This week I had planned to talk about ADD and athletes. But the events that occurred over the past few weeks led me to change that topic.
A local basketball coach died of suicide this week. Nazem Kadri, an Avalanche player who inadvertently hurt Blues goalie Jordan Binnington, has been subjected to racist taunts online. Then, there was a shooting at an elementary school in Texas, and the shooting in Buffalo. I’m actually not sure what to say.
According to gunviolencearchive.org there have been 17 mass shootings since May 14. A mass shooting is defined by numerous injuries and or deaths. There have been 79 injured and 43 deaths recently. None of us can dispute that this is a problem.
If you’re old enough, think back to 1999 and the Columbine shooting. It was shocking, tragic, and impactful. Now, we are not as surprised.
What happens next is predictable. Many demand action. Meanwhile, everyone feels sad and expresses condolences. Moments of silence take place.
Then comes the anger. After that, people start yelling — too many guns, too many liberals, too many conservatives, it’s just a mental health problem. It’s not just that, give teachers guns, don’t give teachers guns, more cops at schools. It’s the NRA’s fault. It’s not the NRA’s fault.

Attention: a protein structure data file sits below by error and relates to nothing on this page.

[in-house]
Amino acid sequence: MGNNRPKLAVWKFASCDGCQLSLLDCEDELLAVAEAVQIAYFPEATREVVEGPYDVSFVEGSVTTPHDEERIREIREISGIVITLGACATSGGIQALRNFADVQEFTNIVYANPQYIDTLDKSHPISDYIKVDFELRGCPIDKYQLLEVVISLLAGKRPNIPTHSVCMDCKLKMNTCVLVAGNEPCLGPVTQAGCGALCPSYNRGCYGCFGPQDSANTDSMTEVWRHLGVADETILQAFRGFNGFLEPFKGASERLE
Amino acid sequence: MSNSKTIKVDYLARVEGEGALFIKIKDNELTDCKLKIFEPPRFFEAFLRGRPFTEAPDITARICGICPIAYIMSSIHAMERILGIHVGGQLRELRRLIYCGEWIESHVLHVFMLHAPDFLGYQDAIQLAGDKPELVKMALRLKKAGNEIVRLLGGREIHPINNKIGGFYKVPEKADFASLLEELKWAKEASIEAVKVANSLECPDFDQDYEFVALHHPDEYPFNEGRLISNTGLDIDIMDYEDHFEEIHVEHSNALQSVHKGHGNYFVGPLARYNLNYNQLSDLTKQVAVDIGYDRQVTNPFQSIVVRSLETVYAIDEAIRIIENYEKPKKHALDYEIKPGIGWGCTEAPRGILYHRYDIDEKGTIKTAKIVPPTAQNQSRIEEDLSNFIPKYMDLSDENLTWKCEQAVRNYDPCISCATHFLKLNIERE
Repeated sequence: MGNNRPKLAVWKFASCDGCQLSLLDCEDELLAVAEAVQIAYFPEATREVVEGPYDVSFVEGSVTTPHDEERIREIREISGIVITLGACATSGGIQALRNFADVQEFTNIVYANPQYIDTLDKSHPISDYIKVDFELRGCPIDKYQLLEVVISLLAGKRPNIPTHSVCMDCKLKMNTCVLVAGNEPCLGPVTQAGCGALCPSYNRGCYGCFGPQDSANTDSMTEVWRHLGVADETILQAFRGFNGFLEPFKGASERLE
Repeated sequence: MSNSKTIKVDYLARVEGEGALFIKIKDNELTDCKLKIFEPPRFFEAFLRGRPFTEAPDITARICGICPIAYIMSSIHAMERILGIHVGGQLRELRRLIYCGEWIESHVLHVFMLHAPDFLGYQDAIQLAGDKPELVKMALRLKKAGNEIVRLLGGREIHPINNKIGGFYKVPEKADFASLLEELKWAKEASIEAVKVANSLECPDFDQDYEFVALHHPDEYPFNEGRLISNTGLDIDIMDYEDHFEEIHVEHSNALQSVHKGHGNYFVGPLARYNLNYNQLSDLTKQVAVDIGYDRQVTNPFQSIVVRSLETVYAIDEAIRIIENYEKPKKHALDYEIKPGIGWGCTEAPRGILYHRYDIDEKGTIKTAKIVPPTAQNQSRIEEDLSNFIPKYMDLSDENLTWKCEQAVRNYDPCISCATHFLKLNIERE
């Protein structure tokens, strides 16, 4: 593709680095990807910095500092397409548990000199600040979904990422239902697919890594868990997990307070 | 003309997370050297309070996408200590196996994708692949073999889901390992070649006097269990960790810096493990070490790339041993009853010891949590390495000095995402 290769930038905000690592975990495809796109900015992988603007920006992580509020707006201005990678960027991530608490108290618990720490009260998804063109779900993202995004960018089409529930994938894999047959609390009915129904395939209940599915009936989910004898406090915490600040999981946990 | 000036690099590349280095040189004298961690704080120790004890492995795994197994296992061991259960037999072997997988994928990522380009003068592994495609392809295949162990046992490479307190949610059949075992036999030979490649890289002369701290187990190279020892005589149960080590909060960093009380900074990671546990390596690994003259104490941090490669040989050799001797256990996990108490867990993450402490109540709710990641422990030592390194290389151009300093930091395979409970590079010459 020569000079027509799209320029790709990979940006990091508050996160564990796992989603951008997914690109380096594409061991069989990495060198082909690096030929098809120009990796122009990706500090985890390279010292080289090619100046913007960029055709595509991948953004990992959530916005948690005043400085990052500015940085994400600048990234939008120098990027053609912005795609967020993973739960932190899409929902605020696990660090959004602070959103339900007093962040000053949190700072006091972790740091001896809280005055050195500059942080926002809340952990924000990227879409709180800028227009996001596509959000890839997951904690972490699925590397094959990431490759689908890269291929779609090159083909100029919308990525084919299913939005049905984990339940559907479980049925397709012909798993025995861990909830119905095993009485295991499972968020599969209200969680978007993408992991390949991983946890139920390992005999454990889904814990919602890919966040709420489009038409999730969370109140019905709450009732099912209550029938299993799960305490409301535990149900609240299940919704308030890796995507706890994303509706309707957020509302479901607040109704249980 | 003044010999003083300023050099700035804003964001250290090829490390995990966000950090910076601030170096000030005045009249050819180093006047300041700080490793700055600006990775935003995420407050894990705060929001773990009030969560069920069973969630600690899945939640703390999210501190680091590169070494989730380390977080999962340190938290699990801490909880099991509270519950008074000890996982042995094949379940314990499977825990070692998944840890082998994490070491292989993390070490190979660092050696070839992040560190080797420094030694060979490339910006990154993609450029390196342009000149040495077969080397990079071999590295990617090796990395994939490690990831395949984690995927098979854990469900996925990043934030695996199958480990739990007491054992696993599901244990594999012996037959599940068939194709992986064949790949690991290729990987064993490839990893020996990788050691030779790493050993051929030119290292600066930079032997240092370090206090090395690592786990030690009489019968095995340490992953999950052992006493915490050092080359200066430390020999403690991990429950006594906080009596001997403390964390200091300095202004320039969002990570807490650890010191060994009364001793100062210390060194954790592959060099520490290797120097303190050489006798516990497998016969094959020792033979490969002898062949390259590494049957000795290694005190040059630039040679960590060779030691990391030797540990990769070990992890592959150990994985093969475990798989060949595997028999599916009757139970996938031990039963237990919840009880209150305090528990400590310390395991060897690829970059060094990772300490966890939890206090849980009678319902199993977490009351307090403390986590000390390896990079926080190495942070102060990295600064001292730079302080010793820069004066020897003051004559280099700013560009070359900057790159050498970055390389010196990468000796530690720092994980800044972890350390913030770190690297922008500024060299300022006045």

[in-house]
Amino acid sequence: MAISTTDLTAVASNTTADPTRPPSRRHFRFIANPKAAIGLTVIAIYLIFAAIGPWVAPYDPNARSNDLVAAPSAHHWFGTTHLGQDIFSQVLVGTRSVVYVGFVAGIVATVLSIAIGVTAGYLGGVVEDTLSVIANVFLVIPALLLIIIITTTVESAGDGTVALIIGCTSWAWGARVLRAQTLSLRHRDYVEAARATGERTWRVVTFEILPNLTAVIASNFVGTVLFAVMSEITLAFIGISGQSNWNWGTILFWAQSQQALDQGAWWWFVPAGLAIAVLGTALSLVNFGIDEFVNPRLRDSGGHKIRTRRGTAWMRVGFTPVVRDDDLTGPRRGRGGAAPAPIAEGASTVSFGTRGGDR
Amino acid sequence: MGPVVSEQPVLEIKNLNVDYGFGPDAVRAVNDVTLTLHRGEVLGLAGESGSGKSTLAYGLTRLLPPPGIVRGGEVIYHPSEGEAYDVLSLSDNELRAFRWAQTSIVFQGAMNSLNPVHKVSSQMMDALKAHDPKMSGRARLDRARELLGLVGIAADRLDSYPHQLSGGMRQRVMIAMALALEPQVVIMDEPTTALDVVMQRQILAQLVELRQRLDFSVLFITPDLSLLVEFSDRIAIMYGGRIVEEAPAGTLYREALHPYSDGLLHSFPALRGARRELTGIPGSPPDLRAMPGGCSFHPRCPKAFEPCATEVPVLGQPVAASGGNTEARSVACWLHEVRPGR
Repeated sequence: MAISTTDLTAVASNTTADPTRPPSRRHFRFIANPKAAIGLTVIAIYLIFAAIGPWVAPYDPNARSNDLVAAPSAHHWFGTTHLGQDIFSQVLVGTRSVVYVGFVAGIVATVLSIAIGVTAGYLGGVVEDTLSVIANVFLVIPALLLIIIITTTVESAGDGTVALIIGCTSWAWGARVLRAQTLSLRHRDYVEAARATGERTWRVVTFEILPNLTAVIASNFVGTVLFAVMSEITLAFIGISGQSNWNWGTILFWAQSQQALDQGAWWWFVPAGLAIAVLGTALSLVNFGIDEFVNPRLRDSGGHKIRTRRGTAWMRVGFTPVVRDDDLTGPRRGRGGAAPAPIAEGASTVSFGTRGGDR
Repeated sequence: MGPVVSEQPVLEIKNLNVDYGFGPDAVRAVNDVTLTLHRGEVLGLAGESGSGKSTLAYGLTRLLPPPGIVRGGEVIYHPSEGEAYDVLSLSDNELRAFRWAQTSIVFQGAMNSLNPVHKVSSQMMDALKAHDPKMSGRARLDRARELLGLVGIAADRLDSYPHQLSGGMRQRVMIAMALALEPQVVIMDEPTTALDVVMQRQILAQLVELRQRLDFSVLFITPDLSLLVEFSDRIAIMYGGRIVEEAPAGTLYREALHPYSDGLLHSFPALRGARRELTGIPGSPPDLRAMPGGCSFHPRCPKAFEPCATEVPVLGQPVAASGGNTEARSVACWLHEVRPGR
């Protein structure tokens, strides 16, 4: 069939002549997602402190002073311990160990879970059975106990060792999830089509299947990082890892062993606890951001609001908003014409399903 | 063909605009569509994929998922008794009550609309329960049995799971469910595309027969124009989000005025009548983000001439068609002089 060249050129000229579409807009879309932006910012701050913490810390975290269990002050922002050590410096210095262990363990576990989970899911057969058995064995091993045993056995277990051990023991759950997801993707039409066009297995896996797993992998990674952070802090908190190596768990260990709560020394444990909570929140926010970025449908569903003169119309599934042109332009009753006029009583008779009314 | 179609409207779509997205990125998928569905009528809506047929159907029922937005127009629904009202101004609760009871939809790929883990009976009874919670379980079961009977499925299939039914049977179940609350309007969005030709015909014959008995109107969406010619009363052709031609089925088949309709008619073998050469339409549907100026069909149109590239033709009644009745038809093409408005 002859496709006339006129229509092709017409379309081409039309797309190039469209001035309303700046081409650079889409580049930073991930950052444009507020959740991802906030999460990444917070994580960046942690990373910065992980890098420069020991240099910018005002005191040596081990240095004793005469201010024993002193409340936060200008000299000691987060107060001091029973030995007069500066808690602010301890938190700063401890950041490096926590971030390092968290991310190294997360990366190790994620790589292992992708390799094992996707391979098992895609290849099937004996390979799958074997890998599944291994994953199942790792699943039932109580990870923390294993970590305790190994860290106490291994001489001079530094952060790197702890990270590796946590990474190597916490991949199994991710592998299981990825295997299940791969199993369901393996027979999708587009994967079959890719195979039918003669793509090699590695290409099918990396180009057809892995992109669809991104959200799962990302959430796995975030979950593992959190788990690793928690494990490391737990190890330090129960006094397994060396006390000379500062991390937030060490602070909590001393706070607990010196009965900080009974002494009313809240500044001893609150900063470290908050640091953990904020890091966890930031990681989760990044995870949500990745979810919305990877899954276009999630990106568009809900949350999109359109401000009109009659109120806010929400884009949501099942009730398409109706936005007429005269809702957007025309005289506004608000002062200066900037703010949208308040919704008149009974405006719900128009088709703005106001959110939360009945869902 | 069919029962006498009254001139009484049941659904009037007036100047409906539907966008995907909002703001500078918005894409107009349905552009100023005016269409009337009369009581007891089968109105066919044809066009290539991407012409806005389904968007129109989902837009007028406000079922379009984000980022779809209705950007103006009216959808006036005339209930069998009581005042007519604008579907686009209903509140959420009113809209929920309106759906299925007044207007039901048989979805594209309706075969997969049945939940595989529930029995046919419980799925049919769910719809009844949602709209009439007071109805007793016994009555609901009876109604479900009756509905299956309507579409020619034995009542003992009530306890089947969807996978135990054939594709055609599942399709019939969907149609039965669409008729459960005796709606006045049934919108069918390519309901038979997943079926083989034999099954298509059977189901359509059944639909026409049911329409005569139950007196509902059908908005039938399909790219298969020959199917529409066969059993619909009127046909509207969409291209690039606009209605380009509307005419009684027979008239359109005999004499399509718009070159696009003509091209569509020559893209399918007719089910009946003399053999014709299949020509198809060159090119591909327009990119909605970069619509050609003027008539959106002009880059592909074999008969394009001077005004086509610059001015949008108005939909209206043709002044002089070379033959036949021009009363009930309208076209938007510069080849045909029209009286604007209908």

The pattern is similar with mental health — and all the isms. It’s just different words. It’s hard to not feel anything but helpless. There are no words that feel like enough, and they feel trivial in comparison.
I tell athletes to focus on what they can control. That’s what I am going to do today.
All the things I listed above are true. Moreover, as humans, we gravitate toward simple, swift and dramatic actions.
Over my years in working with people, I have found that difficult problems are rarely caused by one or two things. There are a large range of factors that contribute to a problem.
Take a look at Malcolm Gladwell’s book, The Tipping Point. It covers the development of epidemics and the changes that help to stem them. If you read it, it may change your understanding of what’s happening.
We need to make adjustments — in our relationships, with ourselves and with others. We may need to change some laws. We need more resources for mental health and better self care. We need to talk more and be more connected and aware. We need to change our language about mental health. We need to challenge our own thinking and accept that there is some validity to different views than our own.
Above all, we are in this together.
Here are some things you may have heard before:
Remember that we are all God’s kids.
Be good to others.
Somehow make an impact on others. Get involved.
Ask yourself — are you being who you want to be?